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The Weekly paper of the New Communist Party of Britain


by New Worker correspondent

Despite the Prime Minister denouncing the practice of bosses threatening to fire and then rehire workers unless they accept cuts in pay and conditions, there have been many such disputes. A Labour Bill to outlaw the practice was ‘talked out’ in a Commons debate.

One of the largest was at British Gas, where the highly profitable company sought to sack all its workers and rehire them at lower rates. After 44 days of strike action by 7,000 engineers, their union, GMB, were effectively defeated in April when the final deal was accepted by 75.5 to 24.5 per cent, with nearly 500 workers dismissed.

Airports, particularly Heathrow, were another major battleground where both directly employed and outsourced workers faced losing a quarter of their already low pay. Rail unions are also facing long-term staff cuts due to the reduction in commuter traffic.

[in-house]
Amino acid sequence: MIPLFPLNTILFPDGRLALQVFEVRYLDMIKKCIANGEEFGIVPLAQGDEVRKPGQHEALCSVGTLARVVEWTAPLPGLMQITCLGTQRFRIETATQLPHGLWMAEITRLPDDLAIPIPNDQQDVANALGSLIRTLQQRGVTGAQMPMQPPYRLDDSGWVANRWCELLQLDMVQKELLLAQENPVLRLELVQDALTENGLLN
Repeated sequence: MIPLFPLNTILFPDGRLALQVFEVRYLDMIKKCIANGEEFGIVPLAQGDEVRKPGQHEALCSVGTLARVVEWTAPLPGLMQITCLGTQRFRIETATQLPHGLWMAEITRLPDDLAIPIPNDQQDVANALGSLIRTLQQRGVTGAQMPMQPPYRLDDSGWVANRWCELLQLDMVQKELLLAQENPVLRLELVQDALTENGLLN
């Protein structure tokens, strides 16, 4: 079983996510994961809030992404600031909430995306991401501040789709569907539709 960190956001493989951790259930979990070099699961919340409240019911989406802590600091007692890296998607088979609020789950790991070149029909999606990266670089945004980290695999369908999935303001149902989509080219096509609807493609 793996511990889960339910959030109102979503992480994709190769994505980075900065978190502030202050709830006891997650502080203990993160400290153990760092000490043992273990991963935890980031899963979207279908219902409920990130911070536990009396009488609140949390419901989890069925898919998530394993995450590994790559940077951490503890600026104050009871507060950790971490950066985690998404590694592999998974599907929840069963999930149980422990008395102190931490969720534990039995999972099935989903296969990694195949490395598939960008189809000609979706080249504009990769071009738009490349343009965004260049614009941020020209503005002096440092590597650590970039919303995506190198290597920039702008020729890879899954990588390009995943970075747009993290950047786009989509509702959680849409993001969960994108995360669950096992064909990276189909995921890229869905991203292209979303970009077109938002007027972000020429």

Bus drivers have also faced many fire-and-rehire disputes, but this had the side effect of persuading many drivers to depart for the higher wages being offered (for the time at least) in the road haulage industry.

Manchester was the scene of a long-running battle when Go North West sought to impose wage cuts of about £2,500 of their £24,000 salaries, along with attacks on the sick pay scheme just at the time it was most needed. In London one bus company attempted unsuccessfully to introduce zero-hours contracts. There was some criticism of Unite, which represents most bus workers, that they could have done more to wage a united campaign, rather than fight many isolated battles.

Amongst similar ongoing battles are those involving workers at Jacobs Douwe Egbert’s coffee plant at Banbury in Oxfordshire, which came to a rather unsatisfactory conclusion in July. In another food-related dispute, Weetabix workers continue to struggle on for the same reason.

Most of the companies attempting to cut wages are not in such dire straits as they claim to be, having huge reserves and also receiving huge sums from the Government’s furlough scheme – which went on boosting dividends.